• Vertical orbital dystopia (one eye is located higher than another)
  • Ocular abnormalities
  • Vision Impairment
  • Hypertelorism (wide-set eyes)
  • Nasal abnormalities
  • Flattened or recessed cheeks
  • Breathing problems
  • Feeding problems
  • Palate abnormalities
  • Poor or delayed speech
  • Reduced jaw size and projection
  • TMD (temporomandibular joint disorder)
  • Hearing impairment or loss
  • Intellectual disability (rare)
  • Central Nervous System abnormalities

What are the treatment options?

Treatment for facial clefts will vary dramatically from patient to patient depending on each child’s unique expression of the disorder. It’s important to plan the surgical approach early on, as many facial clefts will require multiple operations at different stages of development. Dr. Payne will go over each stage of reconstruction to help you become well-informed and understand the purpose of each procedure. We work with multiple specialist to achieve the best possible outcome. Your child’s care is our highest priority, and we seek to provide a compassionate and supportive environment throughout the experience.

In general, clefts will require facial reconstruction, typically of the bone, soft tissue, and skin. The first step will be to identify and correct any urgent problems that could affect breathing, eating, vision, and normal brain development. Typically a z-plasty type tissue rearrangement will be used, which is a technique that uses z-shaped incisions to help rearrange the facial structures such as the nose, eyelids, and mouth. Once a child is deemed old enough, bone grafts can be use to address foundational issues. Nasal clefts will require nasal reconstruction using cartilage (often from the rib, ear or donor cartilage) and skin rearrangement. A number of other techniques and procedures may be recommended based on the unique parameters of your child’s condition including free tissue transfer, fat grafting, and/or tissue expanders. Our surgeon’s goal is to achieve the best cosmetic and functional outcome possible, and many facial clefts can be corrected with exceptional results.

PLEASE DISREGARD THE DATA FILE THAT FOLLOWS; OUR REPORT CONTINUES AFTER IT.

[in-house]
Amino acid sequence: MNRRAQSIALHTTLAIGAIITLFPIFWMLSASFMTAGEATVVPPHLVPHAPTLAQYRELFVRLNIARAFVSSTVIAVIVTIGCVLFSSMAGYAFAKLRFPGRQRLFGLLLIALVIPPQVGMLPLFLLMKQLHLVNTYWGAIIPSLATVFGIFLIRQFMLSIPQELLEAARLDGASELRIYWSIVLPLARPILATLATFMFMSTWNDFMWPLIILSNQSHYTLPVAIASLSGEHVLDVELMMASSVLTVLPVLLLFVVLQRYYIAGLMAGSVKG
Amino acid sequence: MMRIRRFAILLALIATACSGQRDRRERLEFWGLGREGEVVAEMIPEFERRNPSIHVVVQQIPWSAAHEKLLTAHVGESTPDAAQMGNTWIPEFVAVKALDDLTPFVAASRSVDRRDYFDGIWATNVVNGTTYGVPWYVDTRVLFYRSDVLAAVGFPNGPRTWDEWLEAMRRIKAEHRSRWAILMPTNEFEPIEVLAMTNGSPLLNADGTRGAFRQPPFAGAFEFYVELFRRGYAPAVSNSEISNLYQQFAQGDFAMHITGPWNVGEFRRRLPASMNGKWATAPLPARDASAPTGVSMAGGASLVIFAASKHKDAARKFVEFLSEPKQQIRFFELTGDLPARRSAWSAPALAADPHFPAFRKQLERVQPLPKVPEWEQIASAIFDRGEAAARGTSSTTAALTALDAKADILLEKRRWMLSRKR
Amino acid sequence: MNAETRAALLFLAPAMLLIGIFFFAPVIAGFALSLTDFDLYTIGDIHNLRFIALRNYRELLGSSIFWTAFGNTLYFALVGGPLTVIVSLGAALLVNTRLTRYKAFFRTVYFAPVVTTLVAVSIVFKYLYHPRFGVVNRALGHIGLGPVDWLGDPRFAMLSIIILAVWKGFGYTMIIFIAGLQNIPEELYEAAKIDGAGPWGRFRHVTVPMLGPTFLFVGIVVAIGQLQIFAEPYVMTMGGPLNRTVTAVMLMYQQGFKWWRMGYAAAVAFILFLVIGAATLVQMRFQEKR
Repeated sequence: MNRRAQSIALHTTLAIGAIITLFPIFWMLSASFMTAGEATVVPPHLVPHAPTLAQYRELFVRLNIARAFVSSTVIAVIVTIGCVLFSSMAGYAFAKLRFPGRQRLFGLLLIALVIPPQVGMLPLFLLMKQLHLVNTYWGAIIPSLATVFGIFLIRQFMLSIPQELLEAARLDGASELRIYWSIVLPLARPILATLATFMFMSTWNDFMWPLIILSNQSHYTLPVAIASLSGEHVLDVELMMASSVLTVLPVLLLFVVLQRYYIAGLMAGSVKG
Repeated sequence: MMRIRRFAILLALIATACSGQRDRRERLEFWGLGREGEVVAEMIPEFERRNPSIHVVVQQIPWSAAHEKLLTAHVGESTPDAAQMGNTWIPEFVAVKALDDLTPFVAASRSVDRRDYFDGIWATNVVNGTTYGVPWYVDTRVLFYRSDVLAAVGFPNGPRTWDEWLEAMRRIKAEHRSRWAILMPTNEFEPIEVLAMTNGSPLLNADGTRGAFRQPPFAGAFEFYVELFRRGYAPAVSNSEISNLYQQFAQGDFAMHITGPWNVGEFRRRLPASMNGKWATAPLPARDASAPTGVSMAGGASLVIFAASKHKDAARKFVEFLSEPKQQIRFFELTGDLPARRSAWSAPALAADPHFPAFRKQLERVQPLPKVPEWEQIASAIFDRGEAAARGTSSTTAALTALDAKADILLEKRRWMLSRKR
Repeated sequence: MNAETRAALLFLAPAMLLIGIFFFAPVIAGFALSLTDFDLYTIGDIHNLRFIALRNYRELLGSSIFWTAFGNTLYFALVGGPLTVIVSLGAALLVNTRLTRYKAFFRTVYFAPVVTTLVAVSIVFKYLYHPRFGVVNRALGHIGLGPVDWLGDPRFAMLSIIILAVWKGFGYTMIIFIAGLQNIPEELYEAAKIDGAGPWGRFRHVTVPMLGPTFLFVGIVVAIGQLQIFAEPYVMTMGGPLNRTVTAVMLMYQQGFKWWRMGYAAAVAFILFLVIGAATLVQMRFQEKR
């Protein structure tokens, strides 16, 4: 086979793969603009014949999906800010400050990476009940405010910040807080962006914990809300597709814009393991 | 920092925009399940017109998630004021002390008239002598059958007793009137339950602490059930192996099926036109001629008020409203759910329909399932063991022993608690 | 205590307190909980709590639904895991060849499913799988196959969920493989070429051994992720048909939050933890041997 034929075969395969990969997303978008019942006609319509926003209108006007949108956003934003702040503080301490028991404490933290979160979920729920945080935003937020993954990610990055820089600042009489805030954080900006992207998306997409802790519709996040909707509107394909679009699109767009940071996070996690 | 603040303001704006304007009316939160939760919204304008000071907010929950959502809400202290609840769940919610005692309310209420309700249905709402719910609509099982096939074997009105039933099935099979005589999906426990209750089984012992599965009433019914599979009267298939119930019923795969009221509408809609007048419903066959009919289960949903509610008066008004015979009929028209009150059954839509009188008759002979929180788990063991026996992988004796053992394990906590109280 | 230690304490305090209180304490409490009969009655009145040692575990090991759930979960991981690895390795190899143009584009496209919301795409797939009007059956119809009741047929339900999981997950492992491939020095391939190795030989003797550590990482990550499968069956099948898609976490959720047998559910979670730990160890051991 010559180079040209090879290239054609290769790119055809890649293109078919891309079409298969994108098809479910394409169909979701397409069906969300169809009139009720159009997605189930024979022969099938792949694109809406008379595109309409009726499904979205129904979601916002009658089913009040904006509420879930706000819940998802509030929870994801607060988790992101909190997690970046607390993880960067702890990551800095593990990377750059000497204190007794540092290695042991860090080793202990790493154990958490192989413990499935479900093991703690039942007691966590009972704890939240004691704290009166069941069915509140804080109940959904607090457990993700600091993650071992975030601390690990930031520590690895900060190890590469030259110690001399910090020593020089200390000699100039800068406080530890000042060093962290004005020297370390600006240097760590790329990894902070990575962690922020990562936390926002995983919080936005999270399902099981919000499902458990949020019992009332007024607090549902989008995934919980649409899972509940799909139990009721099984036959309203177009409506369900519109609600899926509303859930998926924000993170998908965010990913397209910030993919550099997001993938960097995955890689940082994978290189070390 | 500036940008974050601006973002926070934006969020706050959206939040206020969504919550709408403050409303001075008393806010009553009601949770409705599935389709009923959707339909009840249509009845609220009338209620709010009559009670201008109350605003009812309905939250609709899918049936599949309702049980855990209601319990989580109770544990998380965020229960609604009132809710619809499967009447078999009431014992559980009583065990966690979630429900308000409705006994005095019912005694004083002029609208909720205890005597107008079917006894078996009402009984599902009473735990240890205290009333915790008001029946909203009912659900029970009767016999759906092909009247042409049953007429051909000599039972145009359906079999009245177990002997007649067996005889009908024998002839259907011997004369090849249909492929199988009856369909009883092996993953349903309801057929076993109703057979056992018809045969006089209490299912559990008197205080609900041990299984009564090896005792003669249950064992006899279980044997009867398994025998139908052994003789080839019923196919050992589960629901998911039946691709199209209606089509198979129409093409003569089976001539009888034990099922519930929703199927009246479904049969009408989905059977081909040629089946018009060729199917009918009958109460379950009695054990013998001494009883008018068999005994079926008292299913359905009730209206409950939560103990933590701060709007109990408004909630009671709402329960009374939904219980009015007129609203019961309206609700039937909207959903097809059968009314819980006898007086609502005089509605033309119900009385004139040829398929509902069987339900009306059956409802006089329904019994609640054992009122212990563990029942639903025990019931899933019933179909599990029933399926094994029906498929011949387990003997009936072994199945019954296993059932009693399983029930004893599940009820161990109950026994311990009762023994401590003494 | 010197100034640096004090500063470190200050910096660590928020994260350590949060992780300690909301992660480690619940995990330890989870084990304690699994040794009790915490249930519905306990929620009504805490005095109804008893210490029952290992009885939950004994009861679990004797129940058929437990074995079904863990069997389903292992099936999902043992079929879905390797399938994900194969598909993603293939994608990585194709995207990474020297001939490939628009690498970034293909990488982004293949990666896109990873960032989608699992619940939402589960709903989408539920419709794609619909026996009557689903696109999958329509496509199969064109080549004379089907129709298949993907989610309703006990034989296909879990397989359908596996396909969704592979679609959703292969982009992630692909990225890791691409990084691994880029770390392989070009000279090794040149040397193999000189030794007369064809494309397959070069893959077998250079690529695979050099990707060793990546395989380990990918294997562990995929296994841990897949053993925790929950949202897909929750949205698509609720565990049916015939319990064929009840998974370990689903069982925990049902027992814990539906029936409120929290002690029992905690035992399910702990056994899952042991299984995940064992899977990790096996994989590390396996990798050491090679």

What is the recovery process like?

The recovery process will be different for every patient, as each child’s treatment plan and healing rate will vary. Furthermore, treatment plans often involve several stages of operations, and each surgery will have its own timeframe for downtime. Dr. Payne can provide more specific information pertaining to your child’s case during your consultations. Young children that undergo surgery typically may have to remain in the PICU (Pediatric Intensive Care Unit) for at least one to two days, followed by a short stay in the hospital before returning home. Rhinoplasty (nasal reconstruction) that requires bone grafting will also require an overnight stay in the hospital.

Recovery is a very important part of achieving the discussed outcome. Therefore, your child’s activities will be limited while they heal, and it’s important for you to help them manage this experience. Both children and adults can find this process stressful and emotional, but the final result can be very rewarding. Our skilled medical team is committed to helping you navigate this process from start to finish, and we are here to provide support and information as you need it.

If you have additional questions about facial clefts, or if you would like to schedule a consultation with Dr. Payne, please contact our office today.